Schoolroom Names: One Teacher’s Take

Schoolroom Names: One Teacher’s Take

We’ve often wondered how teachers respond to the new menu of student names on their class lists each year.  Guest blogger Emily Gough, an experienced educator, tells the story from her point of view.

At the start of every school year, I am organizing notes, planning lessons, hanging up posters, and of course looking over the new class lists.  Each year brings 100+ new students, and of course new names.  I am always eagerly checking to see if my class lists are available yet as the countdown to school starts.  For one thing, I like to know what the class sizes are, but mostly it’s the names I’m interested in. 

If I see any that I am at a total loss with pronunciation-wise, I do some research to try to prevent myself from butchering a kid’s name on the first day.  I wonder over familiar last names, and whether this new student is a younger sibling, and if so will they be very similar or complete opposites?  I prepare myself for trying to keep Kylee, Kylie, and Kyley apart in one class and I wonder if Devin and Dakota are boys or girls. 

And the longer I teach, the more I get an impression of what each student might be like based upon previous students with the same name.  I think every teacher can give you examples- for me, a male Jesse is going to be a handful and Lily will be a quiet, shy introvert.  I even will differentiate my assumptions based upon spelling; I would predict John to be studious and Jon a jokester.

One of the most interesting assumptions to me is with the gender-neutral names.  I commented to colleagues at the beginning of this school year that I thought Logan would be male and had some agree while others said they’d assume female.  Several theories were proposed, and none agreed upon.  Could it be that the first person you meet with a certain name determines your assumptions from then on?  I think that’s why I associate Logan as male.  Is it a question of volume- I’ve known probably twice as many female Jamies than male, so that’s what I would guess there.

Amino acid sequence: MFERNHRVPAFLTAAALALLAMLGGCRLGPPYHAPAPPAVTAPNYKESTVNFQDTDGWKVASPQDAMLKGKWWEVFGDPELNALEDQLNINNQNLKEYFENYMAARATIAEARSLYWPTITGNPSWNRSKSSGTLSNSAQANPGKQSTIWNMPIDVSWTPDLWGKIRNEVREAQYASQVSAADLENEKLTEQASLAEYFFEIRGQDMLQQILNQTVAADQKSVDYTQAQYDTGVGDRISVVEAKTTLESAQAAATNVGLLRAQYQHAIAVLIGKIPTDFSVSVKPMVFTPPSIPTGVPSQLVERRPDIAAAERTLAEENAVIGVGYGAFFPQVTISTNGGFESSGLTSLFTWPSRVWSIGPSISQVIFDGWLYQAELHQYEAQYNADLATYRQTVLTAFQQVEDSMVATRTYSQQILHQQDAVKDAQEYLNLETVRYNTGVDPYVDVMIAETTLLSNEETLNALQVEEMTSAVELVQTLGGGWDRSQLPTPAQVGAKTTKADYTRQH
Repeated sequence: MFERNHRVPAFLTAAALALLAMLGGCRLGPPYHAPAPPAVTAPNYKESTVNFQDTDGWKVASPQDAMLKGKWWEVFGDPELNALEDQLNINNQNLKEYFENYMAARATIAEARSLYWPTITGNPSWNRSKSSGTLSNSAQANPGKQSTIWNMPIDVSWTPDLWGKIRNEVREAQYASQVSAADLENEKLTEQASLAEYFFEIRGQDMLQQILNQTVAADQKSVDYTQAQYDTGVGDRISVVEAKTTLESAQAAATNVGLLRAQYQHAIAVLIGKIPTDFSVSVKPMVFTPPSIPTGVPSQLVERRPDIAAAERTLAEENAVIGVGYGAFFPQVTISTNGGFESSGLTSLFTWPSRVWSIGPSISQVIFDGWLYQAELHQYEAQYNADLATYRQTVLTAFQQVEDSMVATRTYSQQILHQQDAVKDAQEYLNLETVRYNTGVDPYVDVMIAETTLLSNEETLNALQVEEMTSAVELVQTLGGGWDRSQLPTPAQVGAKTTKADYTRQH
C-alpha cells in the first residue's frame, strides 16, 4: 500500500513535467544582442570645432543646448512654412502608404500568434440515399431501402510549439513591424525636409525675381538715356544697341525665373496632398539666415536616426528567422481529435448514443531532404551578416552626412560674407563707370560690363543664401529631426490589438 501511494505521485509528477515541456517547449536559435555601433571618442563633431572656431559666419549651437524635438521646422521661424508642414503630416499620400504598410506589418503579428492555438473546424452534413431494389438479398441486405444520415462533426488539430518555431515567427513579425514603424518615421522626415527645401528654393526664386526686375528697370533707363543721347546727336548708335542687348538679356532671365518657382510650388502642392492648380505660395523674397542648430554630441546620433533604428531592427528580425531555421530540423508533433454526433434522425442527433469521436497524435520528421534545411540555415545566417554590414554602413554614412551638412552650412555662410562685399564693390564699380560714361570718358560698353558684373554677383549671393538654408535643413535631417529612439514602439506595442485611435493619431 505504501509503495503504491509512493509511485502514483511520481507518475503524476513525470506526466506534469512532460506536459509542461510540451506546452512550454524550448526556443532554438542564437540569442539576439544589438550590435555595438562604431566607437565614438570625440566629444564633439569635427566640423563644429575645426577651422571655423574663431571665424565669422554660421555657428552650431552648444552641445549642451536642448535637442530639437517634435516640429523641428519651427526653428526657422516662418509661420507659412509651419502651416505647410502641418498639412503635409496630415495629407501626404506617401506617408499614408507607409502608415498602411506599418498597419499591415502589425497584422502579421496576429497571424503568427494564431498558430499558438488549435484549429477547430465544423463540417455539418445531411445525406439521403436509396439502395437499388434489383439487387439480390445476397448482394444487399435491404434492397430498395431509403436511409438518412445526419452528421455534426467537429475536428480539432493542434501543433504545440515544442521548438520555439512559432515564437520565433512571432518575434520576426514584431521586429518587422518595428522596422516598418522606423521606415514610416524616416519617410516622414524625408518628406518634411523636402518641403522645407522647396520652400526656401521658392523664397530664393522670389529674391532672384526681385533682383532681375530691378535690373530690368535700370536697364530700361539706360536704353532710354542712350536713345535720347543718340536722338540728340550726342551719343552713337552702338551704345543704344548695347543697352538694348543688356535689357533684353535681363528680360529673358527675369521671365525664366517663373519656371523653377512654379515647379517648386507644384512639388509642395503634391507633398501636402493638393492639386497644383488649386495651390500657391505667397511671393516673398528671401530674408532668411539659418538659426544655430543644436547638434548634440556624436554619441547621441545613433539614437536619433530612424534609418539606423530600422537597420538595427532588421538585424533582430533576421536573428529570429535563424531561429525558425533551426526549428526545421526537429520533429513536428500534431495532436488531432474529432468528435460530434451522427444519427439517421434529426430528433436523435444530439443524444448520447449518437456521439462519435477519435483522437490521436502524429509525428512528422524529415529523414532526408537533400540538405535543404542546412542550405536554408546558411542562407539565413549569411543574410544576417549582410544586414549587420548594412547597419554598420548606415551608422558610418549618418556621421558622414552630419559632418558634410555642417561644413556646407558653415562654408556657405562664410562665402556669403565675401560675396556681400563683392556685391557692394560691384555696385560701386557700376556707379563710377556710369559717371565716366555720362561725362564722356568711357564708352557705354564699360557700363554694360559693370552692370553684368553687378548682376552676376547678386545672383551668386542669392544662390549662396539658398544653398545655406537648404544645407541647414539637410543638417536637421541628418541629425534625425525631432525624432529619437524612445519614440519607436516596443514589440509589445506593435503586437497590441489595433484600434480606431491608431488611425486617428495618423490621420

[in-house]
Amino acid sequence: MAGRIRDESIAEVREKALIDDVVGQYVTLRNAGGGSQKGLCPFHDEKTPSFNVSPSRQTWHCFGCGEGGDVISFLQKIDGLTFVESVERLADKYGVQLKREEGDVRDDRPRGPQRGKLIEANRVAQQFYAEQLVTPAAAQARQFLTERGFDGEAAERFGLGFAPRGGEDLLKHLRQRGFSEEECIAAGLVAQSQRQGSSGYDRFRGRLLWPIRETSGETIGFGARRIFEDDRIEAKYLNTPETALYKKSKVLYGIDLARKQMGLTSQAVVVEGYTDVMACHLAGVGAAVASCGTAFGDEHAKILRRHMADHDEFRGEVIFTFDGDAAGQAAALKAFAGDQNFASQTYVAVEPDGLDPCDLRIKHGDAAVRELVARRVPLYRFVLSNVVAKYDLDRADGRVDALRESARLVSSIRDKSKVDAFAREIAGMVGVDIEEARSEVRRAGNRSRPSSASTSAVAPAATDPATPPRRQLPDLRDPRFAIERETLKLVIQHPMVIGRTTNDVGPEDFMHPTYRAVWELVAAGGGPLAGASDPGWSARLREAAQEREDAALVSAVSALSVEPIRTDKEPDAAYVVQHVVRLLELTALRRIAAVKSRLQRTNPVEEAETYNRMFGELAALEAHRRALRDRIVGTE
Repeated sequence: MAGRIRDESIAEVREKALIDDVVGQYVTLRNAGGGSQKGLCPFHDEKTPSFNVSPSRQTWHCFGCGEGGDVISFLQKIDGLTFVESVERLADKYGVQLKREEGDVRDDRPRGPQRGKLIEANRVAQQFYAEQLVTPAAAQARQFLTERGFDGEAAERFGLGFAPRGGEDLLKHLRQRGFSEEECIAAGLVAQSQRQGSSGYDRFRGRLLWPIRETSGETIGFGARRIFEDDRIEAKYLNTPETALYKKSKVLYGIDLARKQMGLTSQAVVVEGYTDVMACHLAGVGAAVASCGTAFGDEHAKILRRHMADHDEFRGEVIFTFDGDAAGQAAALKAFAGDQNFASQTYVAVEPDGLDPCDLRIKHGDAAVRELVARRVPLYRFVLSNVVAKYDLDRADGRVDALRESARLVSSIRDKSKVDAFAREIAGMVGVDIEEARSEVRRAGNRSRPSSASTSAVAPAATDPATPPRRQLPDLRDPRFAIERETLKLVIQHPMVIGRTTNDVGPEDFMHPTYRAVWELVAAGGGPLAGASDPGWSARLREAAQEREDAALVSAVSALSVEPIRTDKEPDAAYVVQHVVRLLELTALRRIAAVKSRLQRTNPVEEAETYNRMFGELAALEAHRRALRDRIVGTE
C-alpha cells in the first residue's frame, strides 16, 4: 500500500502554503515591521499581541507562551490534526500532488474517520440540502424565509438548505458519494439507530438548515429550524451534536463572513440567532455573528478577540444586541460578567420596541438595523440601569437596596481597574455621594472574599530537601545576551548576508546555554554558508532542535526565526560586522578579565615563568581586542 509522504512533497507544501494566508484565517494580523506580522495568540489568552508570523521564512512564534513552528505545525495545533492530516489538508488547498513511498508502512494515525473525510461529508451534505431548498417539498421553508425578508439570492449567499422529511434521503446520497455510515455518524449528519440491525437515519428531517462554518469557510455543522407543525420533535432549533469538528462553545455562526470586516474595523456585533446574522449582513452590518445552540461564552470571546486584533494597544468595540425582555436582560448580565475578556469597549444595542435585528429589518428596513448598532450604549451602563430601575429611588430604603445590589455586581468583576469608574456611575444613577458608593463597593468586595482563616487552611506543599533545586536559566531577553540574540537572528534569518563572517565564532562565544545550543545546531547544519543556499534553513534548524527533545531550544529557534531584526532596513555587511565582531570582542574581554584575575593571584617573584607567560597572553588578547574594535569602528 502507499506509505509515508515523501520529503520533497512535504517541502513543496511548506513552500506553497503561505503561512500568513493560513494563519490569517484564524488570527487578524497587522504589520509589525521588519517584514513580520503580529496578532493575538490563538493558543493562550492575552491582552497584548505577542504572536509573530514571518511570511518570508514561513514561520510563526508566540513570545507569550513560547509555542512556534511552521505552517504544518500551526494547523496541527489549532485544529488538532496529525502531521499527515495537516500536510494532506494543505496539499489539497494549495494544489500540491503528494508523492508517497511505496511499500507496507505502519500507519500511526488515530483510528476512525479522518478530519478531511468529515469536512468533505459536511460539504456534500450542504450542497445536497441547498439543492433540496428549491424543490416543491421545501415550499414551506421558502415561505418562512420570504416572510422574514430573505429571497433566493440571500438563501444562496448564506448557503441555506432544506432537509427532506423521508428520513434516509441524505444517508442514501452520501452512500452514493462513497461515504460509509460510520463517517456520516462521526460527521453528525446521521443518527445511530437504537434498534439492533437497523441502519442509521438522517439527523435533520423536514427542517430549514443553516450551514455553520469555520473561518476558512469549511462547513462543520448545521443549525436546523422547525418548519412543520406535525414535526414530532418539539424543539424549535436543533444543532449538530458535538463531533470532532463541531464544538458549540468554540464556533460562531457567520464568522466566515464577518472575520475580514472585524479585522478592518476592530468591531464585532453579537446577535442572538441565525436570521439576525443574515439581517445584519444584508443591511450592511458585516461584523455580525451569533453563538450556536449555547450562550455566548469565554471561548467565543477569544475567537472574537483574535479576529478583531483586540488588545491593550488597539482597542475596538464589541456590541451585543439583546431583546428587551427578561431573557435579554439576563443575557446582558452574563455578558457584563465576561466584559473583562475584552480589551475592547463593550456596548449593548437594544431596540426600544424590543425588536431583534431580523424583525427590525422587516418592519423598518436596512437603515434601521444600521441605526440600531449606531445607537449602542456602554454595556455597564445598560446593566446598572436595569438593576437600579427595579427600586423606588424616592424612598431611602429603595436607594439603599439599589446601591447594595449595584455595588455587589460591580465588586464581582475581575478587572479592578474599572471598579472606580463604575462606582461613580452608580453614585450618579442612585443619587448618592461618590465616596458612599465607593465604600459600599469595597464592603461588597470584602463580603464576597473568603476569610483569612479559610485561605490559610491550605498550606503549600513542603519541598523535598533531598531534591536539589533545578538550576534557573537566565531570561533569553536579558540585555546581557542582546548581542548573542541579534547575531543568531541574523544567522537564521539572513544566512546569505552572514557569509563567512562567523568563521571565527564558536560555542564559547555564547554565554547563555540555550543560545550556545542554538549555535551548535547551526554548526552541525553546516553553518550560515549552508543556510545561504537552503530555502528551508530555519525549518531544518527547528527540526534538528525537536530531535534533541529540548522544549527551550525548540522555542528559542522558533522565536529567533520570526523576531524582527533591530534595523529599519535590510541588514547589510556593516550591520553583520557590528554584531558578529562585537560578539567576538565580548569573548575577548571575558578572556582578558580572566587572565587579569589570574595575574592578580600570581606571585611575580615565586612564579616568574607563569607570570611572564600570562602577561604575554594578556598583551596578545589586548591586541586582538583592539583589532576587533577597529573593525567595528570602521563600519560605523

Or maybe your most recent encounter sets the tone.  Right after I had a female Riley in class, I immediately assumed female when seeing that name, even though I’ve known many more male Rileys.  Perhaps it is the significance of the people with the name that is more important.  For example, even though I’ve known more female Averys over the years, the fact that I was good friends with a male Avery tends to make me instantly assume male when I see that name.  I think a combination of these factors contributes to our ultimate assumptions.

While I cannot help the predictions that pop into my head upon reading a name, I always try to push those aside and let each student show me his or her own unique personality.  Trust me, I have been completely wrong before and am never surprised by it anymore!  However, I would caution parents to consider what impressions a name gives when choosing for their children.  Even if you like the name Chris, consider making it Christine or Christopher if you want to avoid the possibility of having people assume the wrong gender for your child.  If you are leaning towards very unique spellings or unconventional pronunciations, think about the fact that every time your children start a new school year, teachers like me will be constantly asking them how to spell or pronounce their names.  In addition, it makes the focus more on their names and less on who they are.  When it comes down to it, you have a very fine line to walk.  Nobody likes being stuck as Ashley M, Ashley J, and Ashley N in the same class, but at the same time I have students who hate constantly explaining their extremely “yooneek” names.

All in all, I know that I will never be bored looking over those class lists at the beginning of each year!

Emily Gough teaches biology and chemistry in small-town Indiana.  When she was a little girl, she had a list of eighteen first & middle names picked out for her future children, along with what their hobbies and personalities would be.  She still loves names, and after starting the search for the perfect name for her first actual child, she became hooked on Nameberry and has been following it ever since.  The name she and her husband settled on, by the way, was Kevin, and even though she had a Kevin in class, he had not “ruined” the name for her at all!

About the Author

Linda Rosenkrantz

Linda Rosenkrantz

Linda Rosenkrantz is the co-founder of Nameberry, and co-author with Pamela Redmond of the ten baby naming books acknowledged to have revolutionized American baby naming. You can follow her personally at InstagramTwitter and Facebook. She is also the author of the highly acclaimed New York Review Books Classics novel Talk and a number of other books.